Whatever the concern, I think the most politically feasible and most cost-effective way to advance the cause is often to fix parking.
I don’t expect many people to be interested in parking per se. Most academics have neglected parking because it has such a low status.
In universities, no matter how much we talk about justice and equality, there are strict status hierarchies. International affairs are the most overarching topic. And then national affairs are very important. State government seems provincial. Local government is totally parochial. And then in local government, what’s the lowest status thing you could talk about? That would be parking.
So I’ve been a bottom feeder, but found a lot of food down there.
And there’s so much to see if you just look at it very carefully. I think if you look at anything carefully you will find that it’s fascinating.
I am happy to think that you and others are seeing the connection between parking what you’re now interested in– the Level of Service metric for traffic congestion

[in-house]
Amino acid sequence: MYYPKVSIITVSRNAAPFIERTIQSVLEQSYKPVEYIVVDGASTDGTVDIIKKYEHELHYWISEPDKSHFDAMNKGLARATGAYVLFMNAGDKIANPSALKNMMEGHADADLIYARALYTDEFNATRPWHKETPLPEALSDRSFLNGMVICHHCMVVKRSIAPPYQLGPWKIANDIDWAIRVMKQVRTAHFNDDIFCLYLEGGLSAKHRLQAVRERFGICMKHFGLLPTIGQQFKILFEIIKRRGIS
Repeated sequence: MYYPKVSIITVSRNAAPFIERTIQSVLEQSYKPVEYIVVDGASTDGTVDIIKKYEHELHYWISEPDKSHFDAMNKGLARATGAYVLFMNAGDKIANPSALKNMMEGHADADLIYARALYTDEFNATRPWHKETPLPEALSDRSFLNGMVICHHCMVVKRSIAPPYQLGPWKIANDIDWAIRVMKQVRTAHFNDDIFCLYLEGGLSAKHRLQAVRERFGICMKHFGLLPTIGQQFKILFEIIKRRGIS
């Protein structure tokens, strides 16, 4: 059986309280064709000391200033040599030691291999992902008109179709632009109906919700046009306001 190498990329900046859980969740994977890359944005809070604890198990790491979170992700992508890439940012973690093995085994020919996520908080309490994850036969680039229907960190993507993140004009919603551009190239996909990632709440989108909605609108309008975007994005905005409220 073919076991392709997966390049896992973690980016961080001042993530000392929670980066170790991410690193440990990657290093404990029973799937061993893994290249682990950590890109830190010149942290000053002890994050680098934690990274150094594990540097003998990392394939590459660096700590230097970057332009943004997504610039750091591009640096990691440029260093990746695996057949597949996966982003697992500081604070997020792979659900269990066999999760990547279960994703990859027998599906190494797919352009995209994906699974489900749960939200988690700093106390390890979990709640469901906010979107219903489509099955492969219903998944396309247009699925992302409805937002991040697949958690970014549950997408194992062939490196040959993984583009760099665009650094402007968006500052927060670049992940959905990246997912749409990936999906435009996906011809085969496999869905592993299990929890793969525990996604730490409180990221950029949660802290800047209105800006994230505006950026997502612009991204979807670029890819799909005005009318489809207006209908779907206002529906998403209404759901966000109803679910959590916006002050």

Most of us are not interested in measuring the Level of Service at intersections. Nevertheless, at the Complete Streets forum yesterday, Chris Ganson, from the California Office of Planning and Research, explained why inappropriate LOS measures prevent infill development and why theyinstead encourage suburban low-density development.
Linton: I call it zombie engineering. Though it’s not just engineering, it’s also planning, design. There are so many practices and policies and rules that say we have to do the car stuff first and foremost, that they end up with a life of their own. You can get rid of Level of Service, and the next thing is going to be financing or something else. It just feels like a multi-tentacled monster — cut one off, and there are still a hundred more rules saying you have to accommodate car stuff first.